Whilst we would all love a course of professional showjumps, not everyone can afford a beautiful set to rival to the top show centres. You also may find yourself hours away from you nearest cross-country course. Why not have some fun this summer, rope in some volunteers and get creative at home?
“You don’t have to get too worried about making anything too professional,” says eventer Sharon Hunt. “It doesn’t have to be brilliant, as long as it’s safe and you can make it yourself!”
Robust, long-lasting and very attainable. Tyres can have multiple uses — from raising poles, to being cut in half and used as makeshift fillers. Contact local garages and scrap yards and keep your eyes peeled on social media selling sites where you can often pick up tyres that are being given away.
2. Plastic barrels
Plastic barrels can act as great jump wings. Fill with sand to weigh them down and you can purchase barrel jump-cups online to hang on the barrels and hold the poles, turning them into your own showjumps. Just make sure they are weighted or fixed so they can’t roll.
Or think cross-country. “I use blue plastic barrels a lot,” says five-star eventer Kitty King. “I use two barrels with a short pole between them to create skinnies, or I jump a single barrel with poles for arrowhead practise. These can be done on grass or an arena. You can build corner jumps and angles too — it’s great in the arena for introducing horses to cross-country ideas.”
Wooden pallets are a firm favourite with equestrians for their versatility. They can readily be picked up from distribution companies that discard them (sometimes for free if you ask nicely) and these can then be broken down into sections providing materials for building wings, gates and fillers. Just make sure there are no protruding nails or wooden shards that might cause an injury.
“When I very first started, I remember I didn’t have a gate and there was always one at Hickstead and so my dad got a pallet and built a gate out of one,” says showjumper Nicole Pavitt.
Sheets of MDF are inexpensive and can be picked up from DIY stores. If you’re feeling artistic why not paint your own filler design? Join these together with bolts to feet made from pallets and you can have your own bespoke fillers.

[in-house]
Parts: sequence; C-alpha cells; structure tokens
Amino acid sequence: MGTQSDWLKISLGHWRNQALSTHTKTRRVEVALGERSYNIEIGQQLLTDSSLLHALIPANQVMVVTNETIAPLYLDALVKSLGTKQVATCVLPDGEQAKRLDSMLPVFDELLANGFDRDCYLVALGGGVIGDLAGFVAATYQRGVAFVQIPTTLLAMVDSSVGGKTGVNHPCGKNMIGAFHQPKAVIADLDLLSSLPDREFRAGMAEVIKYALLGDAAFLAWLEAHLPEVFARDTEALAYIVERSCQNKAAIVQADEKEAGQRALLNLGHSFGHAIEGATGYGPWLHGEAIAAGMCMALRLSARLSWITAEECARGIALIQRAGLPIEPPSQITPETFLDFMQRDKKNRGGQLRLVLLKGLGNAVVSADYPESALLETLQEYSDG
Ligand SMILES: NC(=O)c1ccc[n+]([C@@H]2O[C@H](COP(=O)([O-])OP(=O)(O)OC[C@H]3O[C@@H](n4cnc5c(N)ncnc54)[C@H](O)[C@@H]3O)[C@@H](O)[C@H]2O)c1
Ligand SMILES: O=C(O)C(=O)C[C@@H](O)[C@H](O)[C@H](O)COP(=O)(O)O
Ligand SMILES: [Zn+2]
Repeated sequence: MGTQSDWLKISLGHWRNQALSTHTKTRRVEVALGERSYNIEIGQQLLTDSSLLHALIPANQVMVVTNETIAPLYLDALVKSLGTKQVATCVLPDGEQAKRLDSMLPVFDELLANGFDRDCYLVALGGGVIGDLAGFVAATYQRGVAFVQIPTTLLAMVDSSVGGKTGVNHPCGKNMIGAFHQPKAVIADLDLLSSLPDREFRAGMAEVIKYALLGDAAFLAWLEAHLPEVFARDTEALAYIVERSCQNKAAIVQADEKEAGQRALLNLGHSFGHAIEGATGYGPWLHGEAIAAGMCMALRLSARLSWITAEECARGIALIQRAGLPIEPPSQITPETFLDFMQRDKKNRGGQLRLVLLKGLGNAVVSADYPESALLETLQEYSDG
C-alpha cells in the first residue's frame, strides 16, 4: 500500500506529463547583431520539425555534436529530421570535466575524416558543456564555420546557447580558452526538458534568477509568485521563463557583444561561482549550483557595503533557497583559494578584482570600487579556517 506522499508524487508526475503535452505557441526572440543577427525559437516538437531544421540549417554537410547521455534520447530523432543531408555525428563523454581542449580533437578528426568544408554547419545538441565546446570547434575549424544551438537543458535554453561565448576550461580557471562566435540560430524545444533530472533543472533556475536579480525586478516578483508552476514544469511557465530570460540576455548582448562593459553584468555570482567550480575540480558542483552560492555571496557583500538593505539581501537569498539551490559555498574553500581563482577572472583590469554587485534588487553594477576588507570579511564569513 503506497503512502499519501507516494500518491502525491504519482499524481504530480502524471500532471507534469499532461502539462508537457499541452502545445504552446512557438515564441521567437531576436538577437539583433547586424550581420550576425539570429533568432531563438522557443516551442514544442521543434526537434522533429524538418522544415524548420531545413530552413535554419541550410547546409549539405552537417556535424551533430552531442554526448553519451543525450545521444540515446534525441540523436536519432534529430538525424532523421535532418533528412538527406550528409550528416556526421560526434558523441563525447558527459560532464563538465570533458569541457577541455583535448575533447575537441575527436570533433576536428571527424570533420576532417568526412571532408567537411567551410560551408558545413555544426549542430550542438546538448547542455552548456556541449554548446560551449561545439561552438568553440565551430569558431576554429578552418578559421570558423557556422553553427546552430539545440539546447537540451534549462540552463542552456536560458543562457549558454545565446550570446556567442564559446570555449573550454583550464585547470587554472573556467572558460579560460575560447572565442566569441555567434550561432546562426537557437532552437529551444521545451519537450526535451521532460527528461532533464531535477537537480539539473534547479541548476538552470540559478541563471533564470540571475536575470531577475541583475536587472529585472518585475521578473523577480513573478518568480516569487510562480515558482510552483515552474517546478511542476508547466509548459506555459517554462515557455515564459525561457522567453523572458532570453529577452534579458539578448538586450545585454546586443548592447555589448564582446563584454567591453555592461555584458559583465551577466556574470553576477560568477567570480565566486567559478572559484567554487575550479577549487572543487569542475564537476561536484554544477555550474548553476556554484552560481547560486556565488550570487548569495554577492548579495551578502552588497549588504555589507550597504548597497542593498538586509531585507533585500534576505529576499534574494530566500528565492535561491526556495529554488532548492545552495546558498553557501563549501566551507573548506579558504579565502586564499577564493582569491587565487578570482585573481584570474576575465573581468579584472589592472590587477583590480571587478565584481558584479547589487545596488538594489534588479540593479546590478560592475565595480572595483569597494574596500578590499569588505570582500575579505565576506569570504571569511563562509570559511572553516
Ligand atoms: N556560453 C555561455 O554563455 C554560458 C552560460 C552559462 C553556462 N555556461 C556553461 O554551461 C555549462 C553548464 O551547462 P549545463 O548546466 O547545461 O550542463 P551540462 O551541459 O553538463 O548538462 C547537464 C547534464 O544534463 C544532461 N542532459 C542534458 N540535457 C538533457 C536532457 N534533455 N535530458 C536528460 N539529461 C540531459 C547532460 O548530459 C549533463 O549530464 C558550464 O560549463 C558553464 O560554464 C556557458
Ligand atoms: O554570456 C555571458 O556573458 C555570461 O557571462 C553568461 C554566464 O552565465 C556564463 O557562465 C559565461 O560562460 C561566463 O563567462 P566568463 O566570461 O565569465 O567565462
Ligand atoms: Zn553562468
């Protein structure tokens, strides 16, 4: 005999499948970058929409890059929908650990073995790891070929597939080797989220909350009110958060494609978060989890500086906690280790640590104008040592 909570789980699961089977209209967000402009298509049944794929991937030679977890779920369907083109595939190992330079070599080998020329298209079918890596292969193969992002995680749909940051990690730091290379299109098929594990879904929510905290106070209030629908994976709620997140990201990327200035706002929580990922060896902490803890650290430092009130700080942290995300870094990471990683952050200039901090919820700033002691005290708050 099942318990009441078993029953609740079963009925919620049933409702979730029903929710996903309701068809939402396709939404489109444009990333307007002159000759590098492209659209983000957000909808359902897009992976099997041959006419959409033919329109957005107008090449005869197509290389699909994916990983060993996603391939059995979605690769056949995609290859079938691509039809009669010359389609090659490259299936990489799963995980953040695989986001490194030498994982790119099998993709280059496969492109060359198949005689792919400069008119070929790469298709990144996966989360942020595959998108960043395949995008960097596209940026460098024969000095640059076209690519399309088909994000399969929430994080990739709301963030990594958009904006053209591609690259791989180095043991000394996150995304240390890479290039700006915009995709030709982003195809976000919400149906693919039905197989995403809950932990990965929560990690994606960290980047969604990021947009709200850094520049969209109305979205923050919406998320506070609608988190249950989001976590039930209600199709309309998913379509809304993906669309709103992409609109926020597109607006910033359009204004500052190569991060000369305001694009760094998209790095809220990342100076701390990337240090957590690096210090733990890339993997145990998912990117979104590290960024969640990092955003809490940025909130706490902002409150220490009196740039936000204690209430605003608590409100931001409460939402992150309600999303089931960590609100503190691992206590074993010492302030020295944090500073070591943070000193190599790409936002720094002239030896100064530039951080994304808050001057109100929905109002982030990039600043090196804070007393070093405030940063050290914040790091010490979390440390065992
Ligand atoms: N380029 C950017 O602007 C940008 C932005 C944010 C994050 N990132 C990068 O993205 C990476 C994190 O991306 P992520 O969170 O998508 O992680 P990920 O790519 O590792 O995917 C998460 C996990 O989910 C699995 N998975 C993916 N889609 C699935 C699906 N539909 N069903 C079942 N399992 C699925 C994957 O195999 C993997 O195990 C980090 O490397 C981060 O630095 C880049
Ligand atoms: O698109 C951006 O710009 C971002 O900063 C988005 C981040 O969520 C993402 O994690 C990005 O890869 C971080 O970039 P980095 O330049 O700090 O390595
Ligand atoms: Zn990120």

“I’ve used pieces of MDF in front of barrels to make into a nice skinny fence, ” says Kitty.
5. Poles and Planks
Sawmills and agricultural stores often sell wooden poles at a considerably cheaper rate to showjump poles. Leave them rustic or get creative and paint them any colour you choose for your own personalised jump poles.
“Paint them really bright — the brighter the better!” says Sharon, who has been doing more showjumping in recent years. “I used to knock down the Hickstead plank so we painted our own planks red with our names in white, exactly like the Hickstead ones to practise at home. It’s good to practise the things you have problems with. We used to speak to a local paint company and they would sometimes give us the leftover paint that nobody wanted.”
6. Hedges and logs
If you have your own land at home, you could be sitting on your own cross-country course. Sharon explains how basic raw materials helps her train for cross-country at home.
“We use logs cut down from trees and we have a wooded area that I put some jumps in and out of, so when you go through you are jumping from light to dark,” she says. “We also have a hedge on the edge of our field which I cut down and we jump in and out of it. You can make things really simply just using the things you have.”
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“I make coffin jumps simply using poles and a blanket,” says Kitty. “I’ll put a blue blanket on the ground with poles either side — just make sure the sides are pinned down so they don’t blow up and spook the horse!”
8. Plant pots
A plain looking jump can be made into a Hickstead-worthy fence in no time. Look around the garden and make the most of plant pots with bright flowers that can work really well under fences. Just don’t borrow any one’s prize specimens without asking first!
9. Water jumps
Sharon remembers practising water jumps at home by taking advantage of the great British weather.
“Our school would sometimes flood and I’d simply build a fence around that. Use the things you have to your advantage,” she says.
Before you throw out old poles or fence posts, cut off the broken ends and so you have a short pole to create a skinny.
When making your own jumps, always make safety the first priority. Care should always be taken when working with wood to ensure all nails are removed and there are no screws sticking out that could cause injury.
“Horses do have accidents and can stop at things so you have to use wood that won’t shatter or splinter and remember to make it jumpable and inviting,” says Sharon. “The jump has to be safe.”
Now you know how to make your own jumps, why not sign up to Horse & Hound’s eight-week e-training plan to give your training focus and perfect your flatwork basics too?
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